Bridget Casey: The consequences of not addressing how severe this class divide is becoming, especially within our own generation, are severe. There's economic consequences and there's also just well-being consequences. We're ending up with this, like I said, there's two cohorts within the millennial generation: those who are thriving and those who are barely surviving. And when you end up with a class break like that, it stalls the economy, because if you really erode the middle class, you lose that consumer base that we need for economic growth. And you also end up, unfortunately, with a lot of civil unrest. And I think that's what we're starting to see hints of, like this movement of “eat the rich” is just beginning, and it's going to continue to grow stronger, because when people do not feel seen, when they don't feel heard, when they don't feel valued, and when they don't feel like they can enjoy economic security, it does eventually, as we know from history, lead to a riot, and some heads will roll. And if you're one of the millennials that have succeeded in this space, I mean you don't wanna be the one on the guillotine.
Katie: We also asked Bridget what she thinks we can do about it, and she articulated her fears about the path that we are going down.
Bridget Casey: think the things that we really need to do to combat this is we need large-scale policy changes that really support the low-income people that are struggling. I really believe in things like free postsecondary education, free healthcare. I would love to see a universal basic income, because I do think we have to protect the most vulnerable populations because I don't think anyone should die from poverty, which is to die from wealth inequality. I think it's really tragic and unfair, but we won't have those social supports and we won't have those changes in protections in society unless people vote for them. But I think in the west, in North America where we live, where our culture in both the United States and Canada is very individualistic. So it's hard to convince people that this is necessary. And what I really worry about is that we won't convince them in time. A lot of people don't realize that their security is totally disappearing until it will be too late.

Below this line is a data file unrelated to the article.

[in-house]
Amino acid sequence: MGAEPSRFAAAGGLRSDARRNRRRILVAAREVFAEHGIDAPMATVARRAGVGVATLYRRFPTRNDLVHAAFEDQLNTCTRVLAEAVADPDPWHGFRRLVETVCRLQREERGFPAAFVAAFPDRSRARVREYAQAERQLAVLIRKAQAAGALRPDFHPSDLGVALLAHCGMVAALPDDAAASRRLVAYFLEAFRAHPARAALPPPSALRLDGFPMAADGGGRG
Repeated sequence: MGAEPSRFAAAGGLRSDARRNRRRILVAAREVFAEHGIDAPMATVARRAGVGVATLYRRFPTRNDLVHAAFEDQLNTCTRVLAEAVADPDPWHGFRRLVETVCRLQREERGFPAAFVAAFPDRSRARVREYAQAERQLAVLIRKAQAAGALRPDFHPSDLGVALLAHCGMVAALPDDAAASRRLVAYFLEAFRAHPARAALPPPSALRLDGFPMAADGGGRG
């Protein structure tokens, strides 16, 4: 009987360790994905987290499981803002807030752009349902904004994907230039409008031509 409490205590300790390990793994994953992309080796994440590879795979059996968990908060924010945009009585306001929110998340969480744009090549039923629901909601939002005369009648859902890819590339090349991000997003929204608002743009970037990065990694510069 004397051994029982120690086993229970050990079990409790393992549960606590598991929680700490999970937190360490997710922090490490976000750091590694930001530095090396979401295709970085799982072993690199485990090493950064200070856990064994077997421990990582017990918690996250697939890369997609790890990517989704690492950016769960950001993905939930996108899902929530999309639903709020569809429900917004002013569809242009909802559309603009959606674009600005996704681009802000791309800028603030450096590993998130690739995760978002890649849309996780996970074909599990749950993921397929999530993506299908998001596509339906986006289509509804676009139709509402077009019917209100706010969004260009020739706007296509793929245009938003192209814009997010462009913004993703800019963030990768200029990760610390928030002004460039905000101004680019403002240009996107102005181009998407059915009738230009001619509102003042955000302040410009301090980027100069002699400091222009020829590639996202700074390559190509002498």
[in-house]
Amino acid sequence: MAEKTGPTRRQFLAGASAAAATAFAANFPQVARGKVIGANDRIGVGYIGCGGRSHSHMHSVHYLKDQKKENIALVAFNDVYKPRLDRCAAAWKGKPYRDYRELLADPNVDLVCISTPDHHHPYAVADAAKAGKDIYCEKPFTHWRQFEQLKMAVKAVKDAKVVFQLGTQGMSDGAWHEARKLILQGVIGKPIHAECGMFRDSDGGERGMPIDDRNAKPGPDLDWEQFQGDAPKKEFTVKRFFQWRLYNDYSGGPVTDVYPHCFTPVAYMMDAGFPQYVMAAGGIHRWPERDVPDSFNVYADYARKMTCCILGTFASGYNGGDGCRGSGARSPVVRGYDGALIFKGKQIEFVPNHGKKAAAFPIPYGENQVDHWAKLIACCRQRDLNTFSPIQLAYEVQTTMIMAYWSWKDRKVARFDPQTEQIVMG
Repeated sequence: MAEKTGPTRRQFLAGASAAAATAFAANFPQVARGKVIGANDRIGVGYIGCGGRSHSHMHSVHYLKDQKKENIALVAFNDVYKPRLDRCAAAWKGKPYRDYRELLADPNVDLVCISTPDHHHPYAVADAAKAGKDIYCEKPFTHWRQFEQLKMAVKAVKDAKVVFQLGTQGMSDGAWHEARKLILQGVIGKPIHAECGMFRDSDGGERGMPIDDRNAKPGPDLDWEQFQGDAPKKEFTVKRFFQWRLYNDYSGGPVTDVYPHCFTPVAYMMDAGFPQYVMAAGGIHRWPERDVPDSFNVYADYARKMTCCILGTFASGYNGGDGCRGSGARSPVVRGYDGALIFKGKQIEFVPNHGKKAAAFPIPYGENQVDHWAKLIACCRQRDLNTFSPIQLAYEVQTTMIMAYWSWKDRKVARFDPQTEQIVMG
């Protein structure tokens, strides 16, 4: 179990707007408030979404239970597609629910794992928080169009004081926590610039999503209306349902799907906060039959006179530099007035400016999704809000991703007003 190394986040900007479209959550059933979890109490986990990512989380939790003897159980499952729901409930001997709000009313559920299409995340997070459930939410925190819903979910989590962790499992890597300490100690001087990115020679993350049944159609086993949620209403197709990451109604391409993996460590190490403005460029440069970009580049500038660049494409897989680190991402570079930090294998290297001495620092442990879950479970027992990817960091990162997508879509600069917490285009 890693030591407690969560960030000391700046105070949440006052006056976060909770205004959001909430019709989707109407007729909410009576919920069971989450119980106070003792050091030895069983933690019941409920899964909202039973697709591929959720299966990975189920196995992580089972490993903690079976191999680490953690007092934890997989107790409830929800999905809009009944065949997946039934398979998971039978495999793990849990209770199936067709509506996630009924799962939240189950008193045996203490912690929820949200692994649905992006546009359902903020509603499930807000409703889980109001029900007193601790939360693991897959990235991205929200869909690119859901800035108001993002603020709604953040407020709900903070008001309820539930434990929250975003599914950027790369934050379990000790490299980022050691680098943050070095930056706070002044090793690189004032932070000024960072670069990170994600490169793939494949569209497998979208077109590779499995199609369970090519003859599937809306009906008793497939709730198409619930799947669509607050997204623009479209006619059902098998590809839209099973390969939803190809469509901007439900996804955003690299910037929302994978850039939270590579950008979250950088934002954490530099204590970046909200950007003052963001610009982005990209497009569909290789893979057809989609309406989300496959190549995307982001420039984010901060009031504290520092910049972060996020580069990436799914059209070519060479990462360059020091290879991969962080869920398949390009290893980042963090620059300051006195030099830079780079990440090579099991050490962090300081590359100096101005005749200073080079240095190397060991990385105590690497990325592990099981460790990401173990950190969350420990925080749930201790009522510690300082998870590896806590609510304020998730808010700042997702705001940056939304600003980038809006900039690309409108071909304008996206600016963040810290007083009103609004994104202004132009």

Katie: So in closing, where is the millennial middle class? After digging into this question, history would tell us that to some extent it is statistically likely that more of this generation will age into the middle class over time. That said, the previous generations that we often look to for a historical basis did not really face the same headwinds as millennials do today. The younger generations, I'll throw Gen Z in here too, have less margin for error. And this makes financial literacy, political engagement, and community care more crucial than they've ever been before, if you believe that increasing intragenerational inequality is a problem.
As I've said before, I don't think financial literacy alone is the solution to these problems, like unaffordable higher education, the median home being twice as expensive in real terms as it was in 1985, all else held equal, but it can be a life raft in otherwise choppy waters. If you are dealing with student loans, you can't afford a house, and you don't stand to inherit a bunch of money from your rich ass boomer parents, there's really only one piece of the puzzle that we talked about today that doesn't rely as fully on external factors: your income. Increasing your income creates other opportunities, like increased saving and investing. And if you are trying to determine where to focus your energy as a millennial trying to get ahead in 2023, I think the answer is clear that it's increasing income, developing more marketable skills, working to surface more opportunities more frequently, trying your hand at different things. Income generated through increasing your human capital is the highest point of leverage for many young people without the other tailwinds that we described today, like family wealth or a house that you bought in Boulder in 2012. It's where your time and energy are likely going to go the farthest and provide the highest ROI.
All right, y'all, that is all for this week. I will see you next week, same time, same place, on The Money with Katie Show. Our show is a production of Morning Brew and is produced by Henah Velez and me, Katie Gatti Tassin, with our audio engineering and sound design from Nick Torres. Devin Emery is our chief content officer, and additional fact checking comes from Kate Brandt.